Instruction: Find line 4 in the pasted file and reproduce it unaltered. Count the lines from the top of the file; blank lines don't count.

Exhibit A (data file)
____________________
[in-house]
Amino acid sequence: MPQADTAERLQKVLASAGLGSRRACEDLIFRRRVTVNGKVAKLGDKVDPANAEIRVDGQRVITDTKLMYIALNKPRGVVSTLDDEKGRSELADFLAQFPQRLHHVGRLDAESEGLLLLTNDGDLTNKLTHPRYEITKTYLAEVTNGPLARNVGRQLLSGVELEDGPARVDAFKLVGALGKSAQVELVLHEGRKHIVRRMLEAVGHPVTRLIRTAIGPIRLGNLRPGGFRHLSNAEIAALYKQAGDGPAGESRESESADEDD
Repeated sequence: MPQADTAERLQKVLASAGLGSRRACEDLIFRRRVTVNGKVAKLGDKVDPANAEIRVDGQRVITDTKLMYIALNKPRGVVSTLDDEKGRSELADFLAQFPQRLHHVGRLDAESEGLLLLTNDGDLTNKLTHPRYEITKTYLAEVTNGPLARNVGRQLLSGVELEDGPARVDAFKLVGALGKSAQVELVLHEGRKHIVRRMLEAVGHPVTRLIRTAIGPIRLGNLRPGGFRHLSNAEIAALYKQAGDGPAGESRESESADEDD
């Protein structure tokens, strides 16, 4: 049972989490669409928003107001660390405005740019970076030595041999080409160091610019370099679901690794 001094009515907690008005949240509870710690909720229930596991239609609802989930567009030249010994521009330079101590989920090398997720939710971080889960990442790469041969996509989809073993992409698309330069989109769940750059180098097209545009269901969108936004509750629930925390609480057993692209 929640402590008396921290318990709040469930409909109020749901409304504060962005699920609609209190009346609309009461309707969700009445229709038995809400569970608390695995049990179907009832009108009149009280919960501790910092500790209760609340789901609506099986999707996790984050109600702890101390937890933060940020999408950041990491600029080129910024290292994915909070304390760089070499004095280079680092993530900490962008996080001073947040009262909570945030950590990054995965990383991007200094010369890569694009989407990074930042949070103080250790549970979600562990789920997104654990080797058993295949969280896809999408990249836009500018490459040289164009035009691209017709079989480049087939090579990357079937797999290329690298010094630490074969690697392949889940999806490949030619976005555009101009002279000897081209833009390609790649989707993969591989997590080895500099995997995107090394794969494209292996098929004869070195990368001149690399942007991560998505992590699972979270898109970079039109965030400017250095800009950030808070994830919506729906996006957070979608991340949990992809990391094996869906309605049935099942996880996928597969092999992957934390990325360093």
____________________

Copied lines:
């Protein structure tokens, strides 16, 4: 049972989490669409928003107001660390405005740019970076030595041999080409160091610019370099679901690794 001094009515907690008005949240509870710690909720229930596991239609609802989930567009030249010994521009330079101590989920090398997720939710971080889960990442790469041969996509989809073993992409698309330069989109769940750059180098097209545009269901969108936004509750629930925390609480057993692209 929640402590008396921290318990709040469930409909109020749901409304504060962005699920609609209190009346609309009461309707969700009445229709038995809400569970608390695995049990179907009832009108009149009280919960501790910092500790209760609340789901609506099986999707996790984050109600702890101390937890933060940020999408950041990491600029080129910024290292994915909070304390760089070499004095280079680092993530900490962008996080001073947040009262909570945030950590990054995965990383991007200094010369890569694009989407990074930042949070103080250790549970979600562990789920997104654990080797058993295949969280896809999408990249836009500018490459040289164009035009691209017709079989480049087939090579990357079937797999290329690298010094630490074969690697392949889940999806490949030619976005555009101009002279000897081209833009390609790649989707993969591989997590080895500099995997995107090394794969494209292996098929004869070195990368001149690399942007991560998505992590699972979270898109970079039109965030400017250095800009950030808070994830919506729906996006957070979608991340949990992809990391094996869906309605049935099942996880996928597969092999992957934390990325360093």